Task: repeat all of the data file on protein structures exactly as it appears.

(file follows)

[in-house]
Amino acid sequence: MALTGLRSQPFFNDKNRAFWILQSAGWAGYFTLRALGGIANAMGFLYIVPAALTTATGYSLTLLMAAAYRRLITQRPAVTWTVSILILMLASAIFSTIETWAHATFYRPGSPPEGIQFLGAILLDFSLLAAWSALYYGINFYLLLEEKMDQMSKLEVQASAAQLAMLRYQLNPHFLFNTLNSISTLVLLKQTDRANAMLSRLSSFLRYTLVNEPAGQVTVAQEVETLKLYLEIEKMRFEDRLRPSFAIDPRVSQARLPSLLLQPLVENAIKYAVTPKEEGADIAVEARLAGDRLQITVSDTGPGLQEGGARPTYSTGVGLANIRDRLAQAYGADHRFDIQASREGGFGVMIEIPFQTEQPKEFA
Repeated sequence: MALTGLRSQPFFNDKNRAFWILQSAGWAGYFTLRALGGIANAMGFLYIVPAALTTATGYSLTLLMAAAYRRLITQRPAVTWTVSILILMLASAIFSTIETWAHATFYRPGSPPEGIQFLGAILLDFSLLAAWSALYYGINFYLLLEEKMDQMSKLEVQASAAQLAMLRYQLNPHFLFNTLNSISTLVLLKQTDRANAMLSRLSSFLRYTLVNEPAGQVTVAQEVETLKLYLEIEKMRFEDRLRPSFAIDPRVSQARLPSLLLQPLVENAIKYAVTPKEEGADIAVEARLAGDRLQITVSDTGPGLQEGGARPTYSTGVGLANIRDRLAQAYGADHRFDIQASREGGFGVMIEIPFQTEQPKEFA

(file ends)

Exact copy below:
[in-house]
Amino acid sequence: MALTGLRSQPFFNDKNRAFWILQSAGWAGYFTLRALGGIANAMGFLYIVPAALTTATGYSLTLLMAAAYRRLITQRPAVTWTVSILILMLASAIFSTIETWAHATFYRPGSPPEGIQFLGAILLDFSLLAAWSALYYGINFYLLLEEKMDQMSKLEVQASAAQLAMLRYQLNPHFLFNTLNSISTLVLLKQTDRANAMLSRLSSFLRYTLVNEPAGQVTVAQEVETLKLYLEIEKMRFEDRLRPSFAIDPRVSQARLPSLLLQPLVENAIKYAVTPKEEGADIAVEARLAGDRLQITVSDTGPGLQEGGARPTYSTGVGLANIRDRLAQAYGADHRFDIQASREGGFGVMIEIPFQTEQPKEFA
Repeated sequence: MALTGLRSQPFFNDKNRAFWILQSAGWAGYFTLRALGGIANAMGFLYIVPAALTTATGYSLTLLMAAAYRRLITQRPAVTWTVSILILMLASAIFSTIETWAHATFYRPGSPPEGIQFLGAILLDFSLLAAWSALYYGINFYLLLEEKMDQMSKLEVQASAAQLAMLRYQLNPHFLFNTLNSISTLVLLKQTDRANAMLSRLSSFLRYTLVNEPAGQVTVAQEVETLKLYLEIEKMRFEDRLRPSFAIDPRVSQARLPSLLLQPLVENAIKYAVTPKEEGADIAVEARLAGDRLQITVSDTGPGLQEGGARPTYSTGVGLANIRDRLAQAYGADHRFDIQASREGGFGVMIEIPFQTEQPKEFA